This paper has suggested that if organisations want to achieve EO in the workplace, then striving for equality would be the best way to do so, however this may not be the case for all organisations. The second critical step, after discussing AA, anti-discrimination legislation, and the MD approach, it can be concluded that in order for an organisation to effectively achieve EO in employment it may require them to have a combination of the three strategies. The MD approach is effective in the sense that it focuses on using diversity within the workforce to build a competitive advantage, an argument known as the business case.
The MD approach also has merit in the fact that it raises awareness of cultural diversity within the workplace and how this can work to the favour of an organisation. However, the issue with the MD approach is the fact that it does not completely achieve EO in employment, as it does not completely address the issue of inequalities that can occur in the workplace. In order to effectively achieve EO in employment legislation is also required to compliment MD initiatives, as it requires organisations to be accountable and to report on the progress they are making in ensuring equality is being achieved within the workplace.
AA in theory is a highly affective means to do so, however the EOWA Act (1999) does not really achieve what the legislation is designed for, as senior management are not required to be involved in the process, where as the Affirmative Action Act of 1986 required senior management to be heavily involved in ensuring goals and targets were met ensuring the full benefits of AA were realised.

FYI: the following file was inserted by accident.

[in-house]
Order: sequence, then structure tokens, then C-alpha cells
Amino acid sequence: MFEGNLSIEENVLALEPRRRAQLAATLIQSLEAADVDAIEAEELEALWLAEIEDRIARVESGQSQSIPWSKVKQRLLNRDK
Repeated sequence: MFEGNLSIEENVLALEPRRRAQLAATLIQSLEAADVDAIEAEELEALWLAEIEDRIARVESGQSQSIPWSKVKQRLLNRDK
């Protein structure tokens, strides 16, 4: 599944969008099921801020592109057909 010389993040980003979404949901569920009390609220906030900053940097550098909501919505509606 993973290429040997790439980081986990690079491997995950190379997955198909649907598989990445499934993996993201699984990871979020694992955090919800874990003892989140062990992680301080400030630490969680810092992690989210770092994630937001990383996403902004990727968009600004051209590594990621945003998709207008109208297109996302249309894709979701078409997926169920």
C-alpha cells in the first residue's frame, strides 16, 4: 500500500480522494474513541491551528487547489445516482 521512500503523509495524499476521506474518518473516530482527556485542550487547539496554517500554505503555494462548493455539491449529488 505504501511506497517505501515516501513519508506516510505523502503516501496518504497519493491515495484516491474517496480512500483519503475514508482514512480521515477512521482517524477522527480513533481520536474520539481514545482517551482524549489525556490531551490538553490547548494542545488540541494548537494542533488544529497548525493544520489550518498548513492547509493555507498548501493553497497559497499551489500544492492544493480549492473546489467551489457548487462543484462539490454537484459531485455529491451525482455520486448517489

Anti-discrimination legislation also plays a critical role in ensuring EO in employment, as it is designed to protect employees from being discriminated against, and also acts as a strong guideline for employees raising awareness of what constitutes discrimination, and that they can take action against those who discriminate against them. So after analysing the three approaches, this paper has come to the conclusion that to effectively achieve EO in employment, a combination of all three approaches is necessary. Reference List Agocs, C. and Burr, C. (1996) ‘ Employment equity, affirmative action and managing diversity: assessing the differences’, International Journal of Manpower, vol. 17, No 4/5 pp30-45 –Bacchi,C. (2000), “The seesaw effect: down goes affirmative action, up comes workplace diversity”, Journal of Interdisciplinary Gender Studies, Vol. 5 No 2, pp. 64-83 –EOWA(2006b), “What is a workplace program? ”, available at: www. eeo. gov. au/Developing _a _Workplace Program/What_is_a_Workplace_Program. asp (accessed 25th March 2011) EOWA(2006e) ‘‘Why equal opportunity matters’’, available at: www. eeo. gov. au/About_Equal_Opportunity/Why_Equal_Opportunity_Matters. asp (accessed 25th March 2011) –French, E. and Maconachie, G. (2004), “Managing equity: structure, policy and justice influences”, Women in Management Review, vol. 19, No. 2, pp. 98-108. –Iles,P. (1995), “Learning to work with difference”, Personnel Review,Vol. 24 No. 6, pp. 44-60 –Jewson, N. and Mason, D. (1986) ‘The theory and practice of equal opportunities policies: liberal and radical approaches’, Sociological Review,Vol. 4, No. 2, pp 307-34 –Kirton, G and Greene, A (2005) The Dynamics of Managing Diversity: A Critical Approach, 2nd edition Butterworth-Heinemann, Oxford, Chapter 3. –Mighty, E. J. (1991), “Valuing workforce diversity: a model of organizational change”, Canadian Journal of Administrative Sciences,vol. 8 No. 2, pp. 64-71 –Morrison, A. (1992), The New Leaders: Guidelines on Leadership Diversity in America, Jossey- Bass, San Francisco, CA. –Strachan, G. Burgess, J. and Sullivan, A. 2004) ‘Affirmative action or managing diversity:what is the future of equal opportunity policies in organisations? ’, Women in Management Review, vol. 19, No. 4 pp196-204 –Strachan, G. Burgess, J. and Henderson, L. (2007) ‘Equal employment opportunity legislation and policies: the Australian experience’, Equal Opportunities International, vol. 26, no. 6 pp525-540 –Thornton, M (1990) ‘The elusiveness of equality’, in The Liberal Promise: Anti- discrimination legislation in Australia, Oxford University Press, Melbourne, pp. 9-23.